An African American-less Civil War Sesquicentennial?
One of the sessions that I attended at last week’s SHA was a roundtable on Civil War Memory and the Sesquicentennial. It was an excellent panel consisting of Gaines Foster, Suzanna Lee, John Neff, and Robert Cook. The presentations were short which left plenty of time for conversation. The question of how to attract African Americans to sesquicentennial celebrations received a great deal of attention from a number of the panelists, especially Prof. Cook, whose study of the Civil War Centennial highlights the extent to which this particular group was ignored. Prof. Cook suggested that what is needed this time around is a much more inclusive commemoration that does justice to the “Emancipationist Legacy” of the conflict. Well, who would disagree with that? Here in Virginia we’ve already held one major conference on the eve of the Civil War. Panelists touched on questions of race and slavery throughout the various sessions and future conferences will focus even more on the end of slavery in Virginia and its aftermath. There will be no shortage of talk about slavery, race, the home front and every other subject under the sun.
However, anyone who believes that a simple formula of inclusiveness is going to significantly expand the racial profile of those who attend the various events over the next few years is going to be sorely disappointed. As I sat in the audience it occurred to me that many academic historians have absolutely no clue as to what they are talking about when it comes to these important challenges. As many of you know I blogged from the University of Richmond for the first “Signature Conference” and out of roughly 2,0000 people I counted a very small handful of African Americans. I am now even more convinced that the question of how to attract African Americans is wrong headed and likely to get us nowhere. The problem is that it’s not about inclusiveness of narrative; rather, it is about an emotional alienation from the events in question that may be insurmountable. Yes, next year’s conference at Norfolk State University is bound to attract more African Americans given the conference’s theme as well as its location, but that is also problematic. It’s as if we expect African Americans to jump when it comes specifically to the question of slavery and emancipation as opposed to a conference on battles and leaders or some other subject. I suspect that for many African Americans the Civil Rights Movement looms much larger than the Civil War years. That’s not surprising given that many who lived through it are still alive and it is much easier to cast those years in heroic terms as opposed to the disappointment, mistrust, anger, and shame that are often attached to the Civil War and Reconstruction.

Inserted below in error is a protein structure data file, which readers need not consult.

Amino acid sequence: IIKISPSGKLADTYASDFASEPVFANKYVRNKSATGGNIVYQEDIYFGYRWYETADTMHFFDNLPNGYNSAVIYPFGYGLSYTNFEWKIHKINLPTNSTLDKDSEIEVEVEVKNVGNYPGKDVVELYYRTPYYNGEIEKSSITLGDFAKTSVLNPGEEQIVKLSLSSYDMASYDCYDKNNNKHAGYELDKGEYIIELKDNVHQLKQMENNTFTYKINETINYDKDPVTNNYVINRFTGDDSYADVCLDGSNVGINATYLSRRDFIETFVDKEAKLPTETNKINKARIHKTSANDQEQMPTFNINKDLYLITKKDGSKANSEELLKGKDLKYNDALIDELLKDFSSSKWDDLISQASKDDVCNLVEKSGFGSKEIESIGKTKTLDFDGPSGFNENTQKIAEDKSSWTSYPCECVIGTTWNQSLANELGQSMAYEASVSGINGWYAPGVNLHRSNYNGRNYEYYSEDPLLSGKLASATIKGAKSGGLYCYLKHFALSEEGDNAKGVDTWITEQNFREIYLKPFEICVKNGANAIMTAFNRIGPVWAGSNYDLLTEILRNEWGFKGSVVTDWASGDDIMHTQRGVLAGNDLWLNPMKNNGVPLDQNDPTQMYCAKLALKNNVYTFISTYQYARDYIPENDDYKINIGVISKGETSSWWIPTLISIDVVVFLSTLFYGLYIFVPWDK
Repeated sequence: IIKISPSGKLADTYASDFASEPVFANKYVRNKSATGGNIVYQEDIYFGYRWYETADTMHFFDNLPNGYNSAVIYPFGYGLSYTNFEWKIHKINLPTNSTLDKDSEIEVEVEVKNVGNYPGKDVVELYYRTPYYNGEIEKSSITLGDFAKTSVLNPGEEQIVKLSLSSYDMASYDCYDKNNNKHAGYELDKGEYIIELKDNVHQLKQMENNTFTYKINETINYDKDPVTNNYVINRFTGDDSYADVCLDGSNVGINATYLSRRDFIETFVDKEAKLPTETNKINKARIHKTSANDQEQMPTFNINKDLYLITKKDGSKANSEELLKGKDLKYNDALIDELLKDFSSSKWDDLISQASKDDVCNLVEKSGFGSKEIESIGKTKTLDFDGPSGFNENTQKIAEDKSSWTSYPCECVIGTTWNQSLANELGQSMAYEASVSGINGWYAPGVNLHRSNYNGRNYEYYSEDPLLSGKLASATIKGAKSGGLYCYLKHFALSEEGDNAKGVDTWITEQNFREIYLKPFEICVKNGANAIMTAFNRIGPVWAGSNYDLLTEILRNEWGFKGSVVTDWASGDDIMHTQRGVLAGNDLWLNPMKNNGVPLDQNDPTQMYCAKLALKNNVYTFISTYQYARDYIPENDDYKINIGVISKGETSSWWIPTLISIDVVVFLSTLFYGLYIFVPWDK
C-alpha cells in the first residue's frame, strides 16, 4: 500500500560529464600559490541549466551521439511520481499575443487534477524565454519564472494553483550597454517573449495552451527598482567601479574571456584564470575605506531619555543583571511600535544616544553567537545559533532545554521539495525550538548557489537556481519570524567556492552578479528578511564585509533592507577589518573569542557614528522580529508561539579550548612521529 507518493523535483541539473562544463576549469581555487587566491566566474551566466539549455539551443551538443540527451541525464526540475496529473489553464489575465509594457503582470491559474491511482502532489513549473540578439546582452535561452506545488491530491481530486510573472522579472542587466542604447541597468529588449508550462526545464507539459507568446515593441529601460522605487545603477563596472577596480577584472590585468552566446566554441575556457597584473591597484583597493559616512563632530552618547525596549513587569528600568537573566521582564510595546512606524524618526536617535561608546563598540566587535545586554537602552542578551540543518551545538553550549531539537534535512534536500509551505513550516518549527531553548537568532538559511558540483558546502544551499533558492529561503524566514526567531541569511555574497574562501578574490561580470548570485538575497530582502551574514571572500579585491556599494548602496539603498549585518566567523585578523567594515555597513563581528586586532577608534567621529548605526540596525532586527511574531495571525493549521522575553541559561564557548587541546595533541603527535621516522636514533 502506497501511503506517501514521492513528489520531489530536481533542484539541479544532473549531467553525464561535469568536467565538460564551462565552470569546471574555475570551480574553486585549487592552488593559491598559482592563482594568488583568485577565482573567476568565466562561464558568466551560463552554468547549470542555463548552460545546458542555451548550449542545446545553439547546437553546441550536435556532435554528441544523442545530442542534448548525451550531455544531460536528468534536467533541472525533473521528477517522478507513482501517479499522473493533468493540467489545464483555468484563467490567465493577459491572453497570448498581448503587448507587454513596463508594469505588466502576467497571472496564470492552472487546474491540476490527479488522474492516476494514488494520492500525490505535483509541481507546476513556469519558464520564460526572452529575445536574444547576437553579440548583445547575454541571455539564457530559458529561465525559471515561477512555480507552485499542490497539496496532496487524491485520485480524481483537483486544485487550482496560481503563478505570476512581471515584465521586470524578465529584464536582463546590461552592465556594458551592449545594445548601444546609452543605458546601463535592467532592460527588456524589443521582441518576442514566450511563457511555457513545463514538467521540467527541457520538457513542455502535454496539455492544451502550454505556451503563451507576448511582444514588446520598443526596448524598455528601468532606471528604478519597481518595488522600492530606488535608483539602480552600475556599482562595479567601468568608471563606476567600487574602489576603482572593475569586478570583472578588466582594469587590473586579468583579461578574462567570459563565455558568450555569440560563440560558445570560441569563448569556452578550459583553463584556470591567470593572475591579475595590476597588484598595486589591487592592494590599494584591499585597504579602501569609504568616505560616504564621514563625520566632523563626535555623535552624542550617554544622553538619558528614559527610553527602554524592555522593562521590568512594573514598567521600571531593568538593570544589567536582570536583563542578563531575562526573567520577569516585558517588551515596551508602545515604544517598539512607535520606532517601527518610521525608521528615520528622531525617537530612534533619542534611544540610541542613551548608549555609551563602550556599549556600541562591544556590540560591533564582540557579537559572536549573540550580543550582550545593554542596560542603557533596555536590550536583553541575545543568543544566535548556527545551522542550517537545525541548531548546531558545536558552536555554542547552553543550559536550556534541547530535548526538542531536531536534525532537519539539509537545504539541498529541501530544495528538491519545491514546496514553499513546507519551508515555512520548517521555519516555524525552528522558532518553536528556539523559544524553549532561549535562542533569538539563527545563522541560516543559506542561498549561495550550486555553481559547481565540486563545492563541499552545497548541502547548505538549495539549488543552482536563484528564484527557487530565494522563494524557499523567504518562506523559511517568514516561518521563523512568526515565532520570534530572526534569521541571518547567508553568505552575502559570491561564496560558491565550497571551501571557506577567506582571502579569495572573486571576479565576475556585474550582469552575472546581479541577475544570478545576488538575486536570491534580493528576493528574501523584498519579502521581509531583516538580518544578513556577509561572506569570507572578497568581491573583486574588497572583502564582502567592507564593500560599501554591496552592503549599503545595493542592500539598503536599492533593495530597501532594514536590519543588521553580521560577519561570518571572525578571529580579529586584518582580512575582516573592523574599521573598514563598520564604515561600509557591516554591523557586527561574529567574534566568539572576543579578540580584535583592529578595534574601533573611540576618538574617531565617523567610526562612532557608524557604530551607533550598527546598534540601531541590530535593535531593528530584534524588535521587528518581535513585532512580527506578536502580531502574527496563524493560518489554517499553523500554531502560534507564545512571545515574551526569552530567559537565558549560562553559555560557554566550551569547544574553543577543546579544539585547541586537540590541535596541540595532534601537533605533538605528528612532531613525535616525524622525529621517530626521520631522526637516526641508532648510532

In the end all we can do as historians is offer advice on our areas of expertise. Critical history that allows Americans to engage in serious reflection about the tough questions is absolutely essential in helping to bring about a successful sesquicentennial. We don’t have to ask who it is going to attract because that is largely beyond our control. That said, it is important for pubic historians, museum officials and others working in the trenches to think creatively about introducing the Civil War to as wide an audience as possible. During the Q&A I tried to voice my frustration with some of the suggestions from the panel by pointing out that it is likely that the Sons of Confederate Veterans may be the most successful in drumming up interest within the black community over the next few years. And they will do it, in part, with events that honor so-called black Confederates. The SCV has made it a point to contact descendants of the men they plan to honor and quite often there is a black audience present during the actual ceremony. They are successful not only because individual chapters are embedded within the community but because they offer a narrative that is appealing to people who have a strong desire to identify with their family’s as well as their region’s past. The hook that attracts groups that have traditionally been alienated from Civil War commemorations may be those that appeal to an emotional as opposed to an intellectual curiosity.